Analysis. History. Perspective.

Sports Then and Now

Tony Oliva: Hall of Fame Worthy

Posted on April 21, 2019 by Dean Hybl
Tony Oliva

Cuba is known for producing great baseball talent and there has arguably been no one from the island better than the Sports Then and Now Vintage Athlete of the Month.

Before injuries cut short his Hall of Fame worthy career, Tony Oliva was one of the best hitters in baseball and combined with Hall of Famers Rod Carew and Harmen Killebrew to make the Minnesota Twins a perennial American League contender during the late 1960s.

Discovered on the baseball fields of Cuba by a Minnesota Twin scout, Oliva came to the United States in 1961 and within three years the American League Rookie of the Year.

His instant success as a hitter at the major league level wasn’t a huge surprise given that Oliva hit .438 (7 for 16) during brief late-season call-ups with the Twins in 1962 and 1963. In addition, Oliva hit .410 while playing for the class-D Wytheville Twins and later hit .350 with 17 home runs and 93 RBI for class-A Charlotte.

When he finally was given a full shot at the major league level, Oliva quickly showed that he could consistently produce at the highest level. He won his first AL Batting Crown with a .323 average while also leading the league with 109 runs scored, 217 hits, 43 doubles and 374 total bases.

The following season, Oliva again led the league in batting average and hits while finishing second in the AL MVP race. The Twins won the American League crown and took the Los Angeles Dodgers to seven games before falling. Oliva had a home run, two RBIs and hits in four of the seven games, but finished the series with a .192 average.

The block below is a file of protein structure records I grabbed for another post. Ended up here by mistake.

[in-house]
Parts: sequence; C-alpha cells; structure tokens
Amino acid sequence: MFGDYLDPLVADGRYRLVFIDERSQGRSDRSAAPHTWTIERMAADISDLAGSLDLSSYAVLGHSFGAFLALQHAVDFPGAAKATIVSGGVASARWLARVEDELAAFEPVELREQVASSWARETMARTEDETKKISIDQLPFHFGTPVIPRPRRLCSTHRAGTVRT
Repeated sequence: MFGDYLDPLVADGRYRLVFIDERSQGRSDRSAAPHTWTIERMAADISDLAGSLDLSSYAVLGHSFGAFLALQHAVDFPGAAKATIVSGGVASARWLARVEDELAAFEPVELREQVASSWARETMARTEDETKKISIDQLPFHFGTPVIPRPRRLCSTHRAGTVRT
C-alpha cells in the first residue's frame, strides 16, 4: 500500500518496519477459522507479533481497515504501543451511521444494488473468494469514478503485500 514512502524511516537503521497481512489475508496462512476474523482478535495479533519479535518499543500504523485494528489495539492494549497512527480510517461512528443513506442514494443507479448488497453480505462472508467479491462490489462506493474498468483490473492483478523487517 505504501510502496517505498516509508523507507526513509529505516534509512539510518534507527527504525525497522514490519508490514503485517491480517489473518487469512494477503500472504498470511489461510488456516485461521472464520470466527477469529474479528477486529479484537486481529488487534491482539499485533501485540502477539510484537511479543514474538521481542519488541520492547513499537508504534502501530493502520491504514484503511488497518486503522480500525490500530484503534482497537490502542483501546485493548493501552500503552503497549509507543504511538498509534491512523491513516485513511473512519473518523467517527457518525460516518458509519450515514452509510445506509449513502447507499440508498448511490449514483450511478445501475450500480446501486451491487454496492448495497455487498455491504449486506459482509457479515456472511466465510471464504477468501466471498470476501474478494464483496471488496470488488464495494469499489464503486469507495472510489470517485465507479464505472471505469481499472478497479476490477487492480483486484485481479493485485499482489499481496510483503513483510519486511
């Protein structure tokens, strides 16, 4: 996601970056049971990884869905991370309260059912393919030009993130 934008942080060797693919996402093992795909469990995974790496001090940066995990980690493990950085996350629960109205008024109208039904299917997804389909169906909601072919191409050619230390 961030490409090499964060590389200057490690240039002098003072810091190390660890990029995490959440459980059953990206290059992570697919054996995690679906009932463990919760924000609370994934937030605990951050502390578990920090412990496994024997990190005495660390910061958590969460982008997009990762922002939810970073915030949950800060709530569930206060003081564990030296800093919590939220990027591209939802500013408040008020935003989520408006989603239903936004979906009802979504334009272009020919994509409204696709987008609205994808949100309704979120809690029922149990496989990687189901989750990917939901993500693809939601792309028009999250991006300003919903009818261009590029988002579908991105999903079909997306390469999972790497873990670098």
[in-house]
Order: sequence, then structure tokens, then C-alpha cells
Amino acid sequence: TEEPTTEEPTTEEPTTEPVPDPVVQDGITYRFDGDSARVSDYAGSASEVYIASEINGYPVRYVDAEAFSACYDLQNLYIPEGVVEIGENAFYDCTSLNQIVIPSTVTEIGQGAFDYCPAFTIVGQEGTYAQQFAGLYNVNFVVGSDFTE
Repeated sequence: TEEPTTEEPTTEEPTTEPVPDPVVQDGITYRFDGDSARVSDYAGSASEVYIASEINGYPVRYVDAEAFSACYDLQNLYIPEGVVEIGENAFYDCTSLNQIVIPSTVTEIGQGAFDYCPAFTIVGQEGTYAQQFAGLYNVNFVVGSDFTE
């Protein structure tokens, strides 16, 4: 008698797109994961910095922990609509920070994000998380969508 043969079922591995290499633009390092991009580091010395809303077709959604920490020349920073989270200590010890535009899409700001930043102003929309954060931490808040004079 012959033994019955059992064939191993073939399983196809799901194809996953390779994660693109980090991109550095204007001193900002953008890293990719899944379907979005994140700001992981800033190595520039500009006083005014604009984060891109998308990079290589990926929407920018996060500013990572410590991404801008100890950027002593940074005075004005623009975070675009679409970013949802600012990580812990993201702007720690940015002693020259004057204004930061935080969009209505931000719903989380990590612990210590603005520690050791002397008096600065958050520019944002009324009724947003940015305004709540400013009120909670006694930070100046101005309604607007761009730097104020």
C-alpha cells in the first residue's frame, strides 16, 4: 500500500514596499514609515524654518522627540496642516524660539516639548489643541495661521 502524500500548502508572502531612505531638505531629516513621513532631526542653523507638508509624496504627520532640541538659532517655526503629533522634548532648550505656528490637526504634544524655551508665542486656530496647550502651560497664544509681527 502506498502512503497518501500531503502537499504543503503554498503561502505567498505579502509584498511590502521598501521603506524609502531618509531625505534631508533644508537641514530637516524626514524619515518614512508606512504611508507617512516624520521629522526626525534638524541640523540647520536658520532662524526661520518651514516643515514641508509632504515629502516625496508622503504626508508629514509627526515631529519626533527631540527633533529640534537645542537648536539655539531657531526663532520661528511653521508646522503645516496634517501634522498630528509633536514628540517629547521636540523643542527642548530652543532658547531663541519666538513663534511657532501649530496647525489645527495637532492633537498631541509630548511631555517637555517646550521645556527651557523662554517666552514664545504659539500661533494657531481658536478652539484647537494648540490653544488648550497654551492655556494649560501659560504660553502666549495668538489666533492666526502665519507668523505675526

For the first eight years of his career, Oliva was a regular All-Star selection and consistently among the league leaders in hits and batting average. He received MVP votes each season, four times in the top 10, and finished second in the MVP voting for the second time in 1970.

The Twins won the AL West Division during the first two years of division play in 1969 and 1970. Though they lost the AL Championship Series both years to the Baltimore Orioles, Oliva was a standout performer, hitting .385 in the 1969 playoffs and .500 in 1970. In the two series, he had a combined slugging percentage of .840 and OPS of 1.302.

Oliva led the AL in hits five times, doubles four times and in 1971 won his third AL batting title. In 1971 Oliva also led the league with a .546 slugging percentage.

Unfortunately, injuries would soon take their toll on the hitting star. A combination of knee, leg and shoulder injuries plagued him for the latter stages of his career. He played in only 10 games in 1972 and then in 1973 took advantage of the new designated hitter rule to stake claim to that position for the Twins.

He had productive seasons in 1973, 1974 and 1975, but was no longer an elite performer. After playing in 67 games and hitting a career low .211 in 176, Oliva retired as an active player.

At his peak, there is no argument that Oliva was a Hall of Fame caliber player. However, because he played only 11 full seasons, Oliva’s career statistics fall below those who have earned spots in the Hall of Fame.

He finished his career with a .304 batting average, 870 runs, 1,917 hits, 329 doubles, 220 home runs, 947 RBI, .476 slugging percentage and .830 OPS.

Oliva never earned more than 47% of the votes (75% needed for induction) from the writers during his time on the Hall of Fame ballot. He has come very close to being chosen by the veteran’s committee, but has not yet earned the required votes.

With the puzzling selection in 2019 of Harold Baines to the HOF, there is now hope that Oliva will soon earn induction. Baines is the total opposite of Oliva as his individual season totals were never among the top in the league (Baines led the league in a statistical category one time in 22 years while Oliva topped the league in eight different statistical categories – a total of 17 times – during his career). However, because he played a total of 22 seasons, Baines has cumulative career totals, most especially 384 home runs, 1,628 RBI and 2,866 hits that look like HOF worthy numbers.

Hopefully, HOF voters will eventually recognize that while Oliva didn’t have as long of a career as Baines and others who are enshrined in Cooperstown, during his prime Oliva was better than most and deserving of his own plaque in the Hall of Fame.

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